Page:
When you think DOOM, you think fast paced gun play, murdering demons, puzzle-like stages, a no nonsense plot, and a plethora of weapons to get the job done. Luckily, the newest installment in the DOOM franchise certainly scratches that itch.
DOOM is technically a sequel to DOOM 2. Far into the future, the Union Aerospace Corporation (UAC) has set up a facility on Mars that has managed to solve the Earth’s energy crisis: Argent Energy. Argent Energy is taken directly from Hell and is purified into a usable and practically limitless source of energy on Earth. Of course, the UAC is rife with unsavory sorts of people, and soon enough, a portal is opened to Hell, causing demons to spill out and invade Mars and the UAC base. The DOOM Marine (DOOMguy) awakens from a tomb and immediately starts murdering the hellspawns. No real dialogue or extended cutscene as you pick up a pistol, and immediately start downing demons. I really loved this, because it was very true to the first two DOOMs; little exposition, just start killing demons with your trusty pistol until you get a better killing weapon. After you get your iconic suit, you’re greeted by a voice who claims he can help you quell the demon uprising in a way that benefits the both of you. Doomguy, being a silent protagonist, slams the tablet receiving the message against a wall and leaves the area doing things the DOOM way.
Doomguy in the campaign has a ton of personality despite never speaking a word. Whether it’s the way he disregards apparent authority, or the way he literally rips and tears demons in two with his bear hands. At one point, when requested to carefully shutdown and disassemble an important filter, Doomguy curbstomps it into the ground, showing his disdain for UAC’s perversion of the natural flow of life.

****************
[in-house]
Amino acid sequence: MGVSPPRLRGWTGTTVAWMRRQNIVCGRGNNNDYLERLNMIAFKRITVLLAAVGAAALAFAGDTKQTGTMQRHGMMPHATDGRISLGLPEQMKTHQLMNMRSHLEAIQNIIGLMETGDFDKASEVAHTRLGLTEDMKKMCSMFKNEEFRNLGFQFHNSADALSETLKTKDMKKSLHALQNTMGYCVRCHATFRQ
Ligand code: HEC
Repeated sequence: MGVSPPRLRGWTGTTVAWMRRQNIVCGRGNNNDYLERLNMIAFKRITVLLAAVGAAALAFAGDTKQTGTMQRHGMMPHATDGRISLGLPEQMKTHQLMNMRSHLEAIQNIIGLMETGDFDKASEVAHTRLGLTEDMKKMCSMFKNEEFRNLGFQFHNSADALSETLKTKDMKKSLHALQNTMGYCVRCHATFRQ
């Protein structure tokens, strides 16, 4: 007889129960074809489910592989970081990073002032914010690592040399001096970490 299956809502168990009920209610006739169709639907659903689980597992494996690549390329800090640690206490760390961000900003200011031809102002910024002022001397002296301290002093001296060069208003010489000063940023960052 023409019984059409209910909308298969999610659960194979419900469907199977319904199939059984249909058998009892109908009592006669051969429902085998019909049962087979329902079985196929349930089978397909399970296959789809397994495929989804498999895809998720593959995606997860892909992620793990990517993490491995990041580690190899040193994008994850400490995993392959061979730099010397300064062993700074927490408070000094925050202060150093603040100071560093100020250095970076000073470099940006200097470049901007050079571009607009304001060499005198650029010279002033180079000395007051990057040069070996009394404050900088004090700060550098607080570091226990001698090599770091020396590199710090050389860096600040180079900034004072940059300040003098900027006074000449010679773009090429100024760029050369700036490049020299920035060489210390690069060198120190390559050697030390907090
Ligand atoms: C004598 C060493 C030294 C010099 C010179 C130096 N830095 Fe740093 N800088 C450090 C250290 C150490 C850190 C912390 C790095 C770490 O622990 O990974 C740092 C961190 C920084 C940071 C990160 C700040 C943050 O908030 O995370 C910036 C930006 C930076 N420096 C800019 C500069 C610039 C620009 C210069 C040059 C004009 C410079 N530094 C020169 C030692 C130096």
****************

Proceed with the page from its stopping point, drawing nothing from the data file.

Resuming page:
You’ll fight the usual DOOM suspects, from Imps and Cacodemons to Pinkys and Mancubi, upgraded in high definition and cool character models, as well as a handful of new demons such as the Summoner and the Hell Razer. Many areas of the game pit you in a room that won’t let you out until the demon disturbance has been quelled. These rooms are fun, fast paced battles with heavy metal and djent style music that really reminds me of the old DOOM’s sometimes arena style challenges. Locked doors and the appropriate keycards wait to be found as you fight and explore 13 stages, all of which are lovingly crafted and loaded with secrets, weapon upgrades, plenty of platforming, and additional challenges for you to attempt in an effort to power up your weapons and abilities as fast as possible. You’ve also got a number of difficulty modes, including a hardcore “die once and you’re done” mode that tracks everyone’s attempts to see how far you can make it.
While you’re killing demons, you’re often given the opportunity to kill a demon with low life with a brutal Glory Kill. These Glory Kills, activated by pressing the melee button next to a flashing enemy, instantly kills the enemy in question and often drops additional health and ammo, making them a viable way to keep the killing going. Not only that, but the glory kills are brutal and devastating in all the right ways. Whether it’s ripping an enemy’s leg off and stomping them with it, or gouging out a Cacodemon’s eye, you’ll be thoroughly satisfied with each animation. Aiming at different parts of a demon’s body will also activate different styles of Glory Kills to keep things fresh.